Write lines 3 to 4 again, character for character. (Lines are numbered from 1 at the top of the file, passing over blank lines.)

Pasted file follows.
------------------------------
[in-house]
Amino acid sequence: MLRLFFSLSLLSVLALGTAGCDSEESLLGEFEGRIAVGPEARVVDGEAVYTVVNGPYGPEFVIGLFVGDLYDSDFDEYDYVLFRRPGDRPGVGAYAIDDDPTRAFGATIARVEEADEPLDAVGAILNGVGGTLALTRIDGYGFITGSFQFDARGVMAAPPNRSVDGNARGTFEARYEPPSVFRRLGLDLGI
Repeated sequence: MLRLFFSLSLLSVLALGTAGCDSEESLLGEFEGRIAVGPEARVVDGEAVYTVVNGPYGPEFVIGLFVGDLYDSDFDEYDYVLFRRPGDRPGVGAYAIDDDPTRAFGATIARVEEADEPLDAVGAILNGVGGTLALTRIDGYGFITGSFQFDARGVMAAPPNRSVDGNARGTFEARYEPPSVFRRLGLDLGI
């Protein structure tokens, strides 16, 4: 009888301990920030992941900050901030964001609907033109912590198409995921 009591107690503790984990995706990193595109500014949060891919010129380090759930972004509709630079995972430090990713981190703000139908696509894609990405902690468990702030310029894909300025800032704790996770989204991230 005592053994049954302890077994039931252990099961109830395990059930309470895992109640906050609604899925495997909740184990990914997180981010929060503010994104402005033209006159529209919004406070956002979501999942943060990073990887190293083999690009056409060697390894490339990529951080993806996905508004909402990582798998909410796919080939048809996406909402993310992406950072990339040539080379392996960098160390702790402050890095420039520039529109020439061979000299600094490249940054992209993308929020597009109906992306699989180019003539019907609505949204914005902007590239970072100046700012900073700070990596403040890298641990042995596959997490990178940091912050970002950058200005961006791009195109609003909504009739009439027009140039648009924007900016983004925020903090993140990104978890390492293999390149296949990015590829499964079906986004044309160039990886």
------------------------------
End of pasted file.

Repeated sequence: MLRLFFSLSLLSVLALGTAGCDSEESLLGEFEGRIAVGPEARVVDGEAVYTVVNGPYGPEFVIGLFVGDLYDSDFDEYDYVLFRRPGDRPGVGAYAIDDDPTRAFGATIARVEEADEPLDAVGAILNGVGGTLALTRIDGYGFITGSFQFDARGVMAAPPNRSVDGNARGTFEARYEPPSVFRRLGLDLGI
């Protein structure tokens, strides 16, 4: 009888301990920030992941900050901030964001609907033109912590198409995921 009591107690503790984990995706990193595109500014949060891919010129380090759930972004509709630079995972430090990713981190703000139908696509894609990405902690468990702030310029894909300025800032704790996770989204991230 005592053994049954302890077994039931252990099961109830395990059930309470895992109640906050609604899925495997909740184990990914997180981010929060503010994104402005033209006159529209919004406070956002979501999942943060990073990887190293083999690009056409060697390894490339990529951080993806996905508004909402990582798998909410796919080939048809996406909402993310992406950072990339040539080379392996960098160390702790402050890095420039520039529109020439061979000299600094490249940054992209993308929020597009109906992306699989180019003539019907609505949204914005902007590239970072100046700012900073700070990596403040890298641990042995596959997490990178940091912050970002950058200005961006791009195109609003909504009739009439027009140039648009924007900016983004925020903090993140990104978890390492293999390149296949990015590829499964079906986004044309160039990886």